2. Mark Mulder, LHP, free agent — Mulder is looking for a creative contract as he makes his comeback attempt. He may have to agree to a minor league deal first, with incentives if he makes the major league club. Mulder has worked out for the Giants, Padres, Diamondbacks, Angels, and Phillies over two sessions. In the second session, Mulder, who hasn’t pitched in the majors since 2008, improved his velocity from 88 to 92 miles per hour. It’s a long road back, but the fact that Mulder’s shoulder is showing no signs of discomfort could mean he’d be a good back-end option for someone. The Red Sox have inquired, but probably won’t pursue him.
3. Stephen Drew, SS, free agent — The road is still leading back to Boston, unless something develops soon where the floodgates open for a shortstop. We thought it might be the Mets, but now they’re not willing to commit the years and the dollars. The Mets, like the Red Sox, would likely go for a one-year commitment. The Mets and agent Scott Boras have discussed parameters but no firm numbers. Right now, the Mets plan on going back to Ruben Tejada. There’s always the Yankees, but Drew has never played anywhere but shortstop. He would be a great fit there if it wasn’t for Derek Jeter, and right now Jeter doesn’t appear to be moving off shortstop.
4. Brett Gardner, CF, Yankees — Have you noticed that every time Brian Cashman and Joe Girardi are asked about the Gardner-Jacoby Ellsbury situation, they indicate they have two center fielders? Given his contract, we’re assuming Ellsbury is going to play center, and the last time Ellsbury played left field he collided with Adrian Beltre, broke five ribs, and played in 18 games in 2010. The Yankees are trying to reinvent the Ellsbury-Shane Victorino dynamic by having two center fielders playing their toughest outfield spots, which are left and center at Yankee Stadium. However, even with their declaration that Gardner won’t be traded, they would listen to the right deal.
5. Kendrys Morales, 1B/DH, free agent — The draft pick compensation is hurting Morales’s market, but at some point a team such as the Orioles may give it up to have a superb hitter in the middle of their order. Boras scoffs at the notion that the market has dried up. Morales is a heck of a hitter and can play first base, and we should never underestimate Boras’s ability to create a market.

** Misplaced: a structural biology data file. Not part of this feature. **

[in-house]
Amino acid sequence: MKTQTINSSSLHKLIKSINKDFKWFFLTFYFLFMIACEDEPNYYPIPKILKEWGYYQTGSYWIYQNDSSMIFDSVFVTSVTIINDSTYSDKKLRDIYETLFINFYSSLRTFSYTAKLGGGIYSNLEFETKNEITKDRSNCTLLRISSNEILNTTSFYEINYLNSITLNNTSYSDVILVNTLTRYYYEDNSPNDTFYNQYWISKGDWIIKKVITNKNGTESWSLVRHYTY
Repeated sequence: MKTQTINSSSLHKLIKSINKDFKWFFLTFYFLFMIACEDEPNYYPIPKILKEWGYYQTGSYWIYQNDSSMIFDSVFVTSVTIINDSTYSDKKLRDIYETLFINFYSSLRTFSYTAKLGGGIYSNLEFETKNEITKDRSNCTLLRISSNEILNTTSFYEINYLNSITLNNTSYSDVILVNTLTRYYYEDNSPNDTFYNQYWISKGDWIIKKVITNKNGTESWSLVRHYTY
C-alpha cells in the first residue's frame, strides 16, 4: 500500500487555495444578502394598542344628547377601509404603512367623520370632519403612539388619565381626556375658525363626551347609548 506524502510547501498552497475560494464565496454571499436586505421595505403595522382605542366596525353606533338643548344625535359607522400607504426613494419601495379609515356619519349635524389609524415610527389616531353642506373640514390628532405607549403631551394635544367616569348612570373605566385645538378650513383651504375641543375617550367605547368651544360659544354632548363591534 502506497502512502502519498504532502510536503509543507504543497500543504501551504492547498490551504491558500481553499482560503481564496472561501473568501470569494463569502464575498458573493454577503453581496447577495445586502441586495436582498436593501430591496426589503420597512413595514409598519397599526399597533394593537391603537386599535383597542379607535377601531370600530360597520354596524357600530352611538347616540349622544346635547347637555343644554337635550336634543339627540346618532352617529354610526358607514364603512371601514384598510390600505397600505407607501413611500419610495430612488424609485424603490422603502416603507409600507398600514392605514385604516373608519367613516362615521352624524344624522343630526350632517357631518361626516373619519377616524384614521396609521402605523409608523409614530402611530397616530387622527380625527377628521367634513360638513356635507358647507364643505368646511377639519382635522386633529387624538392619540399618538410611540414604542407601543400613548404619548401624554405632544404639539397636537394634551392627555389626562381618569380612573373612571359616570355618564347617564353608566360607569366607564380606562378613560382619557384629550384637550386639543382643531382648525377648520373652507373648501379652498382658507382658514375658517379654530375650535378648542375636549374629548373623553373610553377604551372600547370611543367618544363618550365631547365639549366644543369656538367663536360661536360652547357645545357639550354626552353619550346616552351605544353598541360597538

6. Mark Reynolds, 1B/3B/DH, free agent — Reynolds remains an option for the Yankees, who are trying to find a temporary or permanent solution to replacing Alex Rodriguez at third base. Even if A-Rod gets his 211-game suspension reduced, the feeling is the Yankees will be in need of a third baseman to replace him for at least part of the 2014 season. Reynolds still has excellent power, but his strikeouts are problematic. Third base is also no longer his forté, but he could still play there if need be.
7. Kevin Youkilis, 1B/3B, Rakuten Golden Eagles — The one-year deal could be worth up to $5 million, which apparently is more than he could have received anywhere in the majors. The Yankees had some interest, but at a lower price. The Indians, Giants, and Rays had interest at one time. Back problems limited Youkilis to 28 games last season with the Yankees, and he simply couldn’t convince the masses he was healthy. This deal will allow him to reestablish himself. The player he’s replacing, Casey McGehee, had a good season with the Golden Eagles and was recently signed by the Marlins.
8. Lyle Overbay, 1B, free agent — Very little activity on Overbay, who will likely be a January tack-on. He saved the Yankees’ lunch last season by replacing Mark Teixeira, but for now the Yankees have Tex back and there isn’t a spot on the roster for Overbay. He’ll likely wind up as someone’s backup or a low-cost option for a team such as the Orioles or Indians.
9. Jonathan Papelbon, RHP, Phillies — One of the reasons the Phillies haven’t been able to find a buyer for Papelbon is the drop in velocity for the ex-Red Sox closer. Papelbon, who was regularly 95-96 in his Red Sox days, fell to 91-92 and sometimes less last season. “That was a red flag for me,” said an AL scout. “He didn’t look like the same guy. Whether that was physical or he just didn’t have the adrenaline flowing with a bad team, I don’t know.” Papelbon once said he wanted to replace Mariano Rivera. Maybe he would rev it back up if he had that chance.
From the Bill Chuck files — “From 2009-13, Felix Doubront has thrown 358⅔ innings without issuing an intentional pass, the most of any pitcher over the last five years.” . . . Also, “Over the last 10 seasons, only Mark Buehrle has 30-plus starts each season; Dan Haren and Bronson Arroyo have nine each.” . . . And, “Last season, versus righties, the Reds had the top two OBP players: Joey Votto (.464) and Shin-Soo Choo (.457). David Ortiz led the AL at .440.” . . . Happy birthday, Dave Schmidt (57).